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Iliad 1

4.15 of 5 stars 4.15  ·  rating details  ·  26 ratings  ·  2 reviews
These volumes represent each author's best and most famous writings. This finely crafted and affordable series offers the works of these world-renowned authors to a wider audience.
Published March 22nd 2001 by Oxford University Press (USA)
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This a handy little book. Iliad Book I is a stand alone dramatic masterpiece, and all students wishing to appreciate Homer must read it very early on -- all 611 lines. It has an excellent summary of Homeric grammar, a complete vocabulary, and helpful notes. Unlike Draper's Iliad, Book 1, this book leaves the student on his own to do the work of actually translating. Unfortunately, in its reprinted form today the font quality is rather poor and even difficult to read in places -- a drawback.
I dare not and need not comment on the great beauty of this classic. I can only say that this student edition provides a good introductory text with pertinent commentary that aids the sense of the Greek. There is a front-facing literal English translation that can be helpful if the student becomes hopelessly stuck, but hurtful if the student is hopelessly undisciplined. I did find that the binding does not take much abuse (and frequently translation requires long periods with the book open to a ...more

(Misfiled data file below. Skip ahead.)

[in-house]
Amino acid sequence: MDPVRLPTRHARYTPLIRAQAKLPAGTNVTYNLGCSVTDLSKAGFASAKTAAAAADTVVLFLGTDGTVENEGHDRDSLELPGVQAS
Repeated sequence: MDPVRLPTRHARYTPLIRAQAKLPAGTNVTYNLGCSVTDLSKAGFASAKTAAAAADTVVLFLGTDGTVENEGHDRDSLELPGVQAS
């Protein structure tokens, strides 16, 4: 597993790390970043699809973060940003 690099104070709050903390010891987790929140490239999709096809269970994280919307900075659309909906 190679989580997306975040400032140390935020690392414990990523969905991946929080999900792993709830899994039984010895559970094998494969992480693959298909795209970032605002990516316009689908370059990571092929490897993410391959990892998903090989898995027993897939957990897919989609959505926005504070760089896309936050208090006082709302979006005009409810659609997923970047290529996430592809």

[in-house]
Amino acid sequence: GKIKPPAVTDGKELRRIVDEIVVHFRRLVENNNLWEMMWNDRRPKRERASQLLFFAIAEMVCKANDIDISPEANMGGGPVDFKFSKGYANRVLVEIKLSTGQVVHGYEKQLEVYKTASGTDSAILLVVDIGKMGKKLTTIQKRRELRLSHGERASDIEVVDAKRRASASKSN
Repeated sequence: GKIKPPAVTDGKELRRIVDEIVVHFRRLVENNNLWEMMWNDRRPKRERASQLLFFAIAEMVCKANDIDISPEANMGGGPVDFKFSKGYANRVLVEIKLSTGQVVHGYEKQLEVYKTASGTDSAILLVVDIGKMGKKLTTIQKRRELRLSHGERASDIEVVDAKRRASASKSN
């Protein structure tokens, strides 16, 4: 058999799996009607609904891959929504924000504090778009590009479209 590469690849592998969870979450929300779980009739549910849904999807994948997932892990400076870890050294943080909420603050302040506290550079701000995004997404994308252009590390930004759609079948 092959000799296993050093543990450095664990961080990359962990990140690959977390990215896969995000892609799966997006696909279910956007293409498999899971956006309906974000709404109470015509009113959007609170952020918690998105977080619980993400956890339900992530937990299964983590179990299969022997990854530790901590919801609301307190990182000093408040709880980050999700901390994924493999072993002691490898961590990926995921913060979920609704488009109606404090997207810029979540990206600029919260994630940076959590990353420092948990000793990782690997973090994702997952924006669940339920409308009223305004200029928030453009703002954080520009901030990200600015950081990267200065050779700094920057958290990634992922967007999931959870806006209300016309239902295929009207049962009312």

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In the Western classical tradition, Homer (Greek: Όμηρος) is considered the author of The Iliad and The Odyssey, and is revered as the greatest of ancient Greek epic poets. These epics lie at the beginning of the Western canon of literature, and have had an enormous influence on the history of literature.
When he lived is unknown. Herodotus estimates that Homer lived 400 years before his own time,
More about Homer...
The Odyssey The Iliad The Iliad/The Odyssey Homeric Hymns The Odyssey, Book 1-12

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“Do thou restrain the haughty spirit in thy breast, for better far is gentle courtesy.” 1 likes
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